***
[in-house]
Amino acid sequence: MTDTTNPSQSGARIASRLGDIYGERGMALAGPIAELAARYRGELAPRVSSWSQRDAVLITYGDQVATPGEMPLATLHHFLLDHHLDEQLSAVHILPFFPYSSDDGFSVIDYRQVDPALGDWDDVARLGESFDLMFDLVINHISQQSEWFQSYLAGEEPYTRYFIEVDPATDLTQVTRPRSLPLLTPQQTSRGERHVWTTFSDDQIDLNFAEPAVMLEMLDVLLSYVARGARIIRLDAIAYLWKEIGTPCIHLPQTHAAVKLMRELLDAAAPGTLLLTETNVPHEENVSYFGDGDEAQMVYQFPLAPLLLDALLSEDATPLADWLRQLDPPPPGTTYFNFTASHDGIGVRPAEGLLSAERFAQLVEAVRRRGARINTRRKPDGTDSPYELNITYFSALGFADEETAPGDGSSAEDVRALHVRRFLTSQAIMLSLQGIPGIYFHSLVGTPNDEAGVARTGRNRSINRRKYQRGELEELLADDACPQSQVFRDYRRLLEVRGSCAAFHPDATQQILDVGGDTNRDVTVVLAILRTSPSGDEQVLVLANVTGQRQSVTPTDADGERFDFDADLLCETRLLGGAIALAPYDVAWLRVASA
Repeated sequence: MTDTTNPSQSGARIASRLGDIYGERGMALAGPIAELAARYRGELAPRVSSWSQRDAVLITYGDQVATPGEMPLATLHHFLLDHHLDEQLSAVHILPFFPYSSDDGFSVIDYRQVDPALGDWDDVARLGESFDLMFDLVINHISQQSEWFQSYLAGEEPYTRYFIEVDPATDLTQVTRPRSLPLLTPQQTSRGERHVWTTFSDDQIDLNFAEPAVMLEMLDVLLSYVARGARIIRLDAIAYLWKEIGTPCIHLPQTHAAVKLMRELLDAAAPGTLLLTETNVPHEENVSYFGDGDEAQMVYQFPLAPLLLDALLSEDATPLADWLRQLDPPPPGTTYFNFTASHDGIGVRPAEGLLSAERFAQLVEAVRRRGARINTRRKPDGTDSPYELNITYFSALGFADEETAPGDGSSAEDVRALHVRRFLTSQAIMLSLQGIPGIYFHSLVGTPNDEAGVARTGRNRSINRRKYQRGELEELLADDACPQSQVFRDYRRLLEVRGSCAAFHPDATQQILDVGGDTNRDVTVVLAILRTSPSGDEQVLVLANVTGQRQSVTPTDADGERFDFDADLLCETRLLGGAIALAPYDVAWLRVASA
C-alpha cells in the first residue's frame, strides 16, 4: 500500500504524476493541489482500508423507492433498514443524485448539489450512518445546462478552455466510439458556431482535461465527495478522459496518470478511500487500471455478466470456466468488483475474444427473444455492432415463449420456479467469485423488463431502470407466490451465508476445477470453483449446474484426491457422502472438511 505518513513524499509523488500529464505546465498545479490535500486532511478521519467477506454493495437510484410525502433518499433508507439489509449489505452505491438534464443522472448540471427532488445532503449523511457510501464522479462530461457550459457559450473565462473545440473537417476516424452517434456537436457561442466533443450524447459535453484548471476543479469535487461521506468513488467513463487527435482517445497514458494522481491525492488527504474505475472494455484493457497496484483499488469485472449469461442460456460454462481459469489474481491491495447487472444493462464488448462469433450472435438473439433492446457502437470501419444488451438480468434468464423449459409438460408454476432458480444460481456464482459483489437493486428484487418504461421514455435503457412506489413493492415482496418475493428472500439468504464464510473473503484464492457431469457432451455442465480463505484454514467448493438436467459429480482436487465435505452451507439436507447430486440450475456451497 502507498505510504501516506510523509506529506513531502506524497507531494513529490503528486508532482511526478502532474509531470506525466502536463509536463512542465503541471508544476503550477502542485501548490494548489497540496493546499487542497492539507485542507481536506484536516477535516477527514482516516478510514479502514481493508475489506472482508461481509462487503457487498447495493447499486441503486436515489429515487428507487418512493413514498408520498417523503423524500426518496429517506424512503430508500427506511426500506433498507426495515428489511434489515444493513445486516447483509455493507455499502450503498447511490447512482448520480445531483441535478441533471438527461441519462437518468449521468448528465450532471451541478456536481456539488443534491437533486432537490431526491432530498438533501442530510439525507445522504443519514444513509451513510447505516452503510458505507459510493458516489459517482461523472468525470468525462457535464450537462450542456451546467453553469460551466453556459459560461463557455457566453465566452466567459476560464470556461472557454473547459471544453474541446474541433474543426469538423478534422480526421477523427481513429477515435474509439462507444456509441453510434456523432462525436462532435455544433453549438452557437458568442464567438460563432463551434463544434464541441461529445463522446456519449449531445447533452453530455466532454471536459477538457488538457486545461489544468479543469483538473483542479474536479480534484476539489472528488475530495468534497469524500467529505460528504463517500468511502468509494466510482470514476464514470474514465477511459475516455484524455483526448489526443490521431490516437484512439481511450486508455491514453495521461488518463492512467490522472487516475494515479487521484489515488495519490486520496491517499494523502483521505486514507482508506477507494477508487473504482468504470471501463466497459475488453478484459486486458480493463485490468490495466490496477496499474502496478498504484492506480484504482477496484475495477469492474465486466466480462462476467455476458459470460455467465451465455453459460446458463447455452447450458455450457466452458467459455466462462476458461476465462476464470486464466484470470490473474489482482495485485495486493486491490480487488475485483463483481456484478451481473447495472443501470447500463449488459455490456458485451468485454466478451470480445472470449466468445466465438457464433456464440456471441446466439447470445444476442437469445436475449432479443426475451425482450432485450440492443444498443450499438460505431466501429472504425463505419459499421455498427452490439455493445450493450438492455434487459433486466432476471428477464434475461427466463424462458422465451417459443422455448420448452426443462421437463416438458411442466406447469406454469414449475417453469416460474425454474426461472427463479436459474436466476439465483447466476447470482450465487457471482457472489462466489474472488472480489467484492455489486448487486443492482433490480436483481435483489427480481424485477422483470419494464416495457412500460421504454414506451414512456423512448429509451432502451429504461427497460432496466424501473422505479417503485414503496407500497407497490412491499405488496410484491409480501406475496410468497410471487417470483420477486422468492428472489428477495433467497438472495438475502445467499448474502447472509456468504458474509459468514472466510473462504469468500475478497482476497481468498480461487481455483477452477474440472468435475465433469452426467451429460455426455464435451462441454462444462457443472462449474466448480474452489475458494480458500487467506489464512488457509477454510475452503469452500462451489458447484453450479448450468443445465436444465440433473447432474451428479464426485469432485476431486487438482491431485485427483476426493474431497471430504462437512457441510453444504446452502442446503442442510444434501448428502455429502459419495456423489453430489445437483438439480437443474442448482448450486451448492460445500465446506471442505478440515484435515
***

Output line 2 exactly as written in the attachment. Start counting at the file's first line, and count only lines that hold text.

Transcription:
Amino acid sequence: MTDTTNPSQSGARIASRLGDIYGERGMALAGPIAELAARYRGELAPRVSSWSQRDAVLITYGDQVATPGEMPLATLHHFLLDHHLDEQLSAVHILPFFPYSSDDGFSVIDYRQVDPALGDWDDVARLGESFDLMFDLVINHISQQSEWFQSYLAGEEPYTRYFIEVDPATDLTQVTRPRSLPLLTPQQTSRGERHVWTTFSDDQIDLNFAEPAVMLEMLDVLLSYVARGARIIRLDAIAYLWKEIGTPCIHLPQTHAAVKLMRELLDAAAPGTLLLTETNVPHEENVSYFGDGDEAQMVYQFPLAPLLLDALLSEDATPLADWLRQLDPPPPGTTYFNFTASHDGIGVRPAEGLLSAERFAQLVEAVRRRGARINTRRKPDGTDSPYELNITYFSALGFADEETAPGDGSSAEDVRALHVRRFLTSQAIMLSLQGIPGIYFHSLVGTPNDEAGVARTGRNRSINRRKYQRGELEELLADDACPQSQVFRDYRRLLEVRGSCAAFHPDATQQILDVGGDTNRDVTVVLAILRTSPSGDEQVLVLANVTGQRQSVTPTDADGERFDFDADLLCETRLLGGAIALAPYDVAWLRVASA